- Move that slider up or down by 0.30 (it doesn’t matter which way) and craft a potion.
- If it got worse, try the other way, and craft.
- If it got better, go to Step 2.
- If it got worse both ways, put it back to 0.50 and go to Step 2.
Step 2: 0.05 | 0.20 | 0.35 | 0.50 | 0.65 | 0.80 | 0.95
Wherever the slider landed from Step 1, slide it up or down (doesn’t matter which way) by 0.15, and craft.
If it got worse, try the other way, and craft.
If it got better, go to Step 3.
If it got worse both ways, put it back to where it was at the end of Step 1, and go to Step 3.
Step 3: 0.00 | 0.05 | 0.125 | 0.20 | 0.275 | 0.35 | 0.425 | 0.50 | 0.575 | 0.65 | 0.725 | 0.80 | 0.875 | 0.95 | 1.00
Wherever the slider landed from Step 2, slide it up or down (doesn’t matter which way) by 0.07 (or to 0.00 or 1.00 if you’re at either end), and craft.
If it got worse, try the other way, and craft.
If it got better, go to Step 4.
If it got worse both ways, put it back to where it was at the end of Step 2, and go to Step 4.
Pick a different slider. Do not touch the previously adjusted ones. Do not touch more than one. Repeat Step 1 and Step 2 on the new slider.
Repeat until all sliders are on their best value of about a multiple of 0.075 from 0.50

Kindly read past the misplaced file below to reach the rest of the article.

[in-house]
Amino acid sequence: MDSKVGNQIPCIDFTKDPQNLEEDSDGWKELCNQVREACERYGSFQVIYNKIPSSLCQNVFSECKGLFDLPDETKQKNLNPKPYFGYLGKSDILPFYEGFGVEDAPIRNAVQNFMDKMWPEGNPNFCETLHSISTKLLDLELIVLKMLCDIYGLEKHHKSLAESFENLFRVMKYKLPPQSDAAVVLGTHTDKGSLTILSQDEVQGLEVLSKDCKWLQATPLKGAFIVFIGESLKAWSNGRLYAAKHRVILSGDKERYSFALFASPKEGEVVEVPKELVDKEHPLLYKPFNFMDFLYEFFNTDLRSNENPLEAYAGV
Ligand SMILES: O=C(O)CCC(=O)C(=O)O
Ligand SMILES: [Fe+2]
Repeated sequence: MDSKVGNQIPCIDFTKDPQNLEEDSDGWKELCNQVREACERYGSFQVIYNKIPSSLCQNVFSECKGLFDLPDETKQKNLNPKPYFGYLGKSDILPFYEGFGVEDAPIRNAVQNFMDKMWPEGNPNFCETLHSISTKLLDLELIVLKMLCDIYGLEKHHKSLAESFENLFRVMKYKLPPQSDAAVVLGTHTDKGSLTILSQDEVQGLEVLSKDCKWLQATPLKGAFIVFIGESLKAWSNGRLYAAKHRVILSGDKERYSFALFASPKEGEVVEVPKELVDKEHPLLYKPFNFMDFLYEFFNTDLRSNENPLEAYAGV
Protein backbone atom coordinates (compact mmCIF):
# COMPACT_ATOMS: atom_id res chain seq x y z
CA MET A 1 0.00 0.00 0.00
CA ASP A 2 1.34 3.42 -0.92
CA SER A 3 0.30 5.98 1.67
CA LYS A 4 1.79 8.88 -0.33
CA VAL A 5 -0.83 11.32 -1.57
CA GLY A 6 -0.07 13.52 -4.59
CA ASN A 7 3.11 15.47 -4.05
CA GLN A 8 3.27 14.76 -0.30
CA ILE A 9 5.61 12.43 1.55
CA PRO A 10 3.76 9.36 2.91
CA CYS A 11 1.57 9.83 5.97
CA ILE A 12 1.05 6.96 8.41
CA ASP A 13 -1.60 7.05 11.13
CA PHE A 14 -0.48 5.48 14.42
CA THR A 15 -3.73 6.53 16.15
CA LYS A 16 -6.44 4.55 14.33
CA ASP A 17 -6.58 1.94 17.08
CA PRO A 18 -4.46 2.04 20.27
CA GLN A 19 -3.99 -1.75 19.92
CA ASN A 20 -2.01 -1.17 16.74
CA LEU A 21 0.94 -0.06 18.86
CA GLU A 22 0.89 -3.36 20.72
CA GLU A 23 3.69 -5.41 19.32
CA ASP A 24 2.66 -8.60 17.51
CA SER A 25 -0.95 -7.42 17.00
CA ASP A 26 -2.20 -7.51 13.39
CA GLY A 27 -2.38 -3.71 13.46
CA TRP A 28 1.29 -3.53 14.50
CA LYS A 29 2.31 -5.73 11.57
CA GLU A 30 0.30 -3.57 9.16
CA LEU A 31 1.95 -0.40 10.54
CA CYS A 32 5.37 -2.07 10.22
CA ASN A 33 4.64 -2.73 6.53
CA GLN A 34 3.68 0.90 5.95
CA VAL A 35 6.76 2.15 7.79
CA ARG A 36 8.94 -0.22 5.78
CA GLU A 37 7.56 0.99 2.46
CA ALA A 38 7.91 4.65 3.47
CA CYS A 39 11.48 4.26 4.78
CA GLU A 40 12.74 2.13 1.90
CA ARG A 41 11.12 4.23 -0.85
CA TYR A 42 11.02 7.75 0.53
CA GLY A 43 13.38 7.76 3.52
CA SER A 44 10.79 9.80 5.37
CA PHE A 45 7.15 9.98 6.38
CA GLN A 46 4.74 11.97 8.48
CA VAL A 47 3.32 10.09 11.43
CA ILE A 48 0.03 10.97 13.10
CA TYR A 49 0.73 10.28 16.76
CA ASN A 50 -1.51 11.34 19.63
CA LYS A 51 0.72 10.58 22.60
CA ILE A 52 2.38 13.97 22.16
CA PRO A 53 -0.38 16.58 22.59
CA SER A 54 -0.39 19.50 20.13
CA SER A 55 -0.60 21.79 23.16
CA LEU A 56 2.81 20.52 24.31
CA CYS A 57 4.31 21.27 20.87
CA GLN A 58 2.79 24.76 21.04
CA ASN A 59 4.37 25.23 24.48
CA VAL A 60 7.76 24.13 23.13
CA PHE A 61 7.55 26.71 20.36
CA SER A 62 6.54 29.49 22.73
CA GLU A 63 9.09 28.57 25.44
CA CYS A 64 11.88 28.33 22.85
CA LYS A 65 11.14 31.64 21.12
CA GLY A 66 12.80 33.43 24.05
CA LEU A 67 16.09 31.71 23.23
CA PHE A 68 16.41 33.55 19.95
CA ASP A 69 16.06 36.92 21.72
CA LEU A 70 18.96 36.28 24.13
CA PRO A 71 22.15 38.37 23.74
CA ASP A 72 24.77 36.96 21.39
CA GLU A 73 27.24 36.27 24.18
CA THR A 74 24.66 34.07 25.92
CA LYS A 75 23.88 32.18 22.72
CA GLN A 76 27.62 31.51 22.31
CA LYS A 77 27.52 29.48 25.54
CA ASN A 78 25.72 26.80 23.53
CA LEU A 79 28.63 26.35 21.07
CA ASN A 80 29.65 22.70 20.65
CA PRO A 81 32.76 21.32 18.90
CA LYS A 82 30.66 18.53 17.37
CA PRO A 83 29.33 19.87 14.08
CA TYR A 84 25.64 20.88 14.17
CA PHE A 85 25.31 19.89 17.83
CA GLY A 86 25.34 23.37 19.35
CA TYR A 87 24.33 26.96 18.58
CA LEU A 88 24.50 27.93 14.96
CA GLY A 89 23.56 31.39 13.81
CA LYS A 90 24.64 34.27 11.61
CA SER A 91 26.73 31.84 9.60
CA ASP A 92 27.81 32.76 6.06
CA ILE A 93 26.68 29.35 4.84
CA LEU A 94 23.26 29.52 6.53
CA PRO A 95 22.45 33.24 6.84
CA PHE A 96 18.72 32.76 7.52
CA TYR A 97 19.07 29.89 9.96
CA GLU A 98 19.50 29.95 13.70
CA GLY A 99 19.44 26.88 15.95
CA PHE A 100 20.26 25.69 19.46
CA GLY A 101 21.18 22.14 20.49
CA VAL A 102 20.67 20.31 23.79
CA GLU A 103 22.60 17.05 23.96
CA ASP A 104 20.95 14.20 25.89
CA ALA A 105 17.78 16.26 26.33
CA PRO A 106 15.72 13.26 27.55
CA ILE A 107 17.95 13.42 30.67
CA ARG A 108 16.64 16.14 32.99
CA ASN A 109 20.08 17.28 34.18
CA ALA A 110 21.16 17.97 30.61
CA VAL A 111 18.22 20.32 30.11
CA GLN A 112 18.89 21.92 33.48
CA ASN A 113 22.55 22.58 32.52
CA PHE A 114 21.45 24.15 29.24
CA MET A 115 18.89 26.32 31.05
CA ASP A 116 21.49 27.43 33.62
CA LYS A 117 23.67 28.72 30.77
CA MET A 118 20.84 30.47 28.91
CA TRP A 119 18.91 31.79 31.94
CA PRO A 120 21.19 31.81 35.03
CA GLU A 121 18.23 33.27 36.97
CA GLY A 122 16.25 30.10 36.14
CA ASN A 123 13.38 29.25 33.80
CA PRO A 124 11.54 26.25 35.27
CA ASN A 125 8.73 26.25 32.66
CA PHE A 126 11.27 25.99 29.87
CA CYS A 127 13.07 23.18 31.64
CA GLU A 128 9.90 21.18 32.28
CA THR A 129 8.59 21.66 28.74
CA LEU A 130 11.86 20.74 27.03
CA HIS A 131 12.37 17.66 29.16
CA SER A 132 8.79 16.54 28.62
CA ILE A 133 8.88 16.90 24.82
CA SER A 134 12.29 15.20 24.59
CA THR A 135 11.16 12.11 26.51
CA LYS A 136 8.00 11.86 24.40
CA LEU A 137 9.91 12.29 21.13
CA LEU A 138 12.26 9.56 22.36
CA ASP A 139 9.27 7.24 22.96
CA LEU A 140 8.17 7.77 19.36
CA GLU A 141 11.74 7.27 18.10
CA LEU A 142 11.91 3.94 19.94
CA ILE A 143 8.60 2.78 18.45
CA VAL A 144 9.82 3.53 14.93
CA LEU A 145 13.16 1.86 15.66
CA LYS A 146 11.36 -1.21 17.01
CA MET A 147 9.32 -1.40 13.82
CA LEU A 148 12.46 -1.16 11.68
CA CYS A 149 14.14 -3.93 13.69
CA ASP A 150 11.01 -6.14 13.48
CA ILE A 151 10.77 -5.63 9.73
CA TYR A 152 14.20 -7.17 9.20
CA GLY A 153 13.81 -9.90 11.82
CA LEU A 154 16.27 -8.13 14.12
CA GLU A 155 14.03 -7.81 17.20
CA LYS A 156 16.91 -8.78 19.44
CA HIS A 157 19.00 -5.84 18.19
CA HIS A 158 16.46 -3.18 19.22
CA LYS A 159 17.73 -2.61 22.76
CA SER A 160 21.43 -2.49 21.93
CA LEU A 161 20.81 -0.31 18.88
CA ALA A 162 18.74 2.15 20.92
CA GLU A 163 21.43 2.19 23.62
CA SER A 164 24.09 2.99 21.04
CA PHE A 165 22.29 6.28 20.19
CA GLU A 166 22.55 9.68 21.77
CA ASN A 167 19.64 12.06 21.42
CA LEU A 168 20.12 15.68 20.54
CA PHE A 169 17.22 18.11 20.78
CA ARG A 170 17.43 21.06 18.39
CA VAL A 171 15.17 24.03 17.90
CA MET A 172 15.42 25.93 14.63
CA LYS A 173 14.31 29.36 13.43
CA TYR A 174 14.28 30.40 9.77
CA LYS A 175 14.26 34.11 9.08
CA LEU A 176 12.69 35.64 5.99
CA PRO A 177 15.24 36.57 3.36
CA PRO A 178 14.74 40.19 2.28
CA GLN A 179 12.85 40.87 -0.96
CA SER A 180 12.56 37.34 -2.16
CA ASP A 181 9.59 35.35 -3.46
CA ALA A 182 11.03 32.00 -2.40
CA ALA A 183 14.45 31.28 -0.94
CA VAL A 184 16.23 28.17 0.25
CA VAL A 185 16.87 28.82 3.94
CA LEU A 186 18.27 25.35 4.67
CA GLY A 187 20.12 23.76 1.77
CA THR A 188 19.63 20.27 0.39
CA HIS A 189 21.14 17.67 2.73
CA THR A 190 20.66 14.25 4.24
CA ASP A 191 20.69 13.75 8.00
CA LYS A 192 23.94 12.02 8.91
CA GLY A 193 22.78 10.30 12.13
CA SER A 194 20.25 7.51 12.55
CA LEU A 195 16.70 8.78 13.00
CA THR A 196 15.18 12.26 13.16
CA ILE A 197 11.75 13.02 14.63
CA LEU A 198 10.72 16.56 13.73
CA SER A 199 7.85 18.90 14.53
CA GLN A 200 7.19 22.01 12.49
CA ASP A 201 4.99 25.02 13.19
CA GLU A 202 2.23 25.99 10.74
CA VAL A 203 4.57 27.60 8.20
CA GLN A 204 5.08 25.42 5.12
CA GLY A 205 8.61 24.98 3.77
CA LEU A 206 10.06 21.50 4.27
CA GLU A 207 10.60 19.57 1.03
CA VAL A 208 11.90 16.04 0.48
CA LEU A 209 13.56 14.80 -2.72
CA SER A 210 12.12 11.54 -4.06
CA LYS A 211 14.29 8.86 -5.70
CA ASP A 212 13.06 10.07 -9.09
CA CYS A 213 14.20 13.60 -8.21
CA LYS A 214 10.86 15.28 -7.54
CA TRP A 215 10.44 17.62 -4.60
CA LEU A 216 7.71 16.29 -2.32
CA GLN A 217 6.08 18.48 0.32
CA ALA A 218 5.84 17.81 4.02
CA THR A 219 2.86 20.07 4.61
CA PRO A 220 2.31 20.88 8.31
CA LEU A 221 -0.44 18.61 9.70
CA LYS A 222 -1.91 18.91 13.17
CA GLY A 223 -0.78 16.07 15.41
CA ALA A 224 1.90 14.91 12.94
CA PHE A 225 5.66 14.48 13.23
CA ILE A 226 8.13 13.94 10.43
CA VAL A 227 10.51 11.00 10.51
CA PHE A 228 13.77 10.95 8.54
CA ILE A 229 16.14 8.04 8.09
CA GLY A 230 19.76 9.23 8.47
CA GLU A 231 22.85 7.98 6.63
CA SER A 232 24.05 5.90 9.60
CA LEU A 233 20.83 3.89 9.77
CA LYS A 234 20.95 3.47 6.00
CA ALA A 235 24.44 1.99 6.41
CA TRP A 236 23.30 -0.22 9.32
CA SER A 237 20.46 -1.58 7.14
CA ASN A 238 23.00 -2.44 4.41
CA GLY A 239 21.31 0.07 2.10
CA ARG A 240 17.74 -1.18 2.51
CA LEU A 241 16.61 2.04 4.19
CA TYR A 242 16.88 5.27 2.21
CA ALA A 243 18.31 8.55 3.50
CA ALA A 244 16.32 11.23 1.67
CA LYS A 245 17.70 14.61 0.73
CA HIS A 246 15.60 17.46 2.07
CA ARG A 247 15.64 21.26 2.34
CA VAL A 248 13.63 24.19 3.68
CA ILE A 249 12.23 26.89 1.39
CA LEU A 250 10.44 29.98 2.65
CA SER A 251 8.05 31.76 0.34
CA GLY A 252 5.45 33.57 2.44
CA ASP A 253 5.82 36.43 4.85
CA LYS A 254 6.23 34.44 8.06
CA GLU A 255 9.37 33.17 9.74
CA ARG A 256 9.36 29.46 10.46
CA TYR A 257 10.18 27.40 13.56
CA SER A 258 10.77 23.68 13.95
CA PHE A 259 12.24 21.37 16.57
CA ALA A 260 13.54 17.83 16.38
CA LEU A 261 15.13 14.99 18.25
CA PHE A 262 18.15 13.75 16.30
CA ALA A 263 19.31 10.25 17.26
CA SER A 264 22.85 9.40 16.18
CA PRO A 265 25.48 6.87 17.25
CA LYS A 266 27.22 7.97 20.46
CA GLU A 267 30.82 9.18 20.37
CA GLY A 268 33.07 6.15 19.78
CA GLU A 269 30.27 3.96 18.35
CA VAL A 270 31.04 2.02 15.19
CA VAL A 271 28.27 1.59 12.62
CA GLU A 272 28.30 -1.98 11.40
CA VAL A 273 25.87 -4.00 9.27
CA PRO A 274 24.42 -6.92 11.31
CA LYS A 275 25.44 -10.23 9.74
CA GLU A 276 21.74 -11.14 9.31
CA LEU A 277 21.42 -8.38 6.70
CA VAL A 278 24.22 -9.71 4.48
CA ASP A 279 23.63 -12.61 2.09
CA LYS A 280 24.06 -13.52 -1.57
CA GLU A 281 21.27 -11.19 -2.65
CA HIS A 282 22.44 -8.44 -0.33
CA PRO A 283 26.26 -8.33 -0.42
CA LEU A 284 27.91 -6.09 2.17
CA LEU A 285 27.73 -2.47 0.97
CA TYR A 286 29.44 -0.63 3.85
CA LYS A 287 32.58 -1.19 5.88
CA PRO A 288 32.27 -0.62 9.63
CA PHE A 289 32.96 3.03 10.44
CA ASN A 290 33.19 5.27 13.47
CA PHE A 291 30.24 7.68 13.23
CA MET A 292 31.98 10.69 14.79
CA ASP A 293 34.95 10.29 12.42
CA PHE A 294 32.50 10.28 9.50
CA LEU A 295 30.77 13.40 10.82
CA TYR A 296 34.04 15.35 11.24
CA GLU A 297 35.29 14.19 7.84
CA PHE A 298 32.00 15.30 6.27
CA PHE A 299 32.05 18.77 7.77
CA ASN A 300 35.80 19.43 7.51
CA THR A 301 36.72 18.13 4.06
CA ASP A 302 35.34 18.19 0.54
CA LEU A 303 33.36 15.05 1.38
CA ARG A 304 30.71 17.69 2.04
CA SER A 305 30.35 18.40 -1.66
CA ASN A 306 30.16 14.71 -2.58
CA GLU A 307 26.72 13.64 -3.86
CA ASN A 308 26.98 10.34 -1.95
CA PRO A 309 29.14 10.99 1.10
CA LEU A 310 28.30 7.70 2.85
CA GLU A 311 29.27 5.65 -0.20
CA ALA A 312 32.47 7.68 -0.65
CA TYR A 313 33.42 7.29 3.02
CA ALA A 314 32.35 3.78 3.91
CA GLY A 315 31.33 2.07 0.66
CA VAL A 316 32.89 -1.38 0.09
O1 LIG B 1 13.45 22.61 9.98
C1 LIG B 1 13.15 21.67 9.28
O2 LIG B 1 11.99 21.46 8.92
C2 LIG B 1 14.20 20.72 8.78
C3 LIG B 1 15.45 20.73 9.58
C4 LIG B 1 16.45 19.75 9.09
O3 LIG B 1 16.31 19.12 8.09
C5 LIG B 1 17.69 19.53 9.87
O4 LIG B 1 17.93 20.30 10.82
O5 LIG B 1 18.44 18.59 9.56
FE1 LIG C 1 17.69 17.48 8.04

By now, you should have a pretty good idea of where each slider needs to be and just need a little final tweaking. Your potions should be green (Good) by now, and probably have been for a while.
The challenge now is that each slider has three “peak” values where, if the other sliders are not perfect, all three values will read exactly the same thing. For example, if your total quality is 93%, and none of the sliders is perfect, the first slider might read 93% for 0.41, 0.42, and 0.43, only moving down to 92% on 0.40 and 0.44.
We’re going to keep adjusting one slider at a time.
We don’t need to move them one point at a time, though; we can shave a little time off by moving them 0.02 instead.
Think of it like this…
Because there are three peak values for each slider, we know that the middle value of those three is the “Excellent” one.
So in the above example, if “Excellent” is 0.42, and we’re currently on 0.41, if we go up 2 to 0.43 and again get 93%, then we know that 0.42 is the answer.
If we were instead on 0.40 and go up 0.02, with the quality going from 92% to 93%, we know we’re already on the middle, “Excellent” value, and that slider is finished.
Because we used a tree search algorithm to get to within 0.07, you’ll never have more than 2 moves left. Once you know you’re on the Excellent value, you don’t need to craft to check it.
I believe the maximum possible number of crafts to perfect the complex three-reagent potions would thus be 8 per slider, for 24 crafts, plus the final Excellent one. This is what I found, creating all four in 24, 20, 21, and 20 crafts respectively.
The only potion for which 20-odd crafts is prohibitively expensive is the “vitamin” potion, which I don’t actually use, so I’d suggest just not doing that one.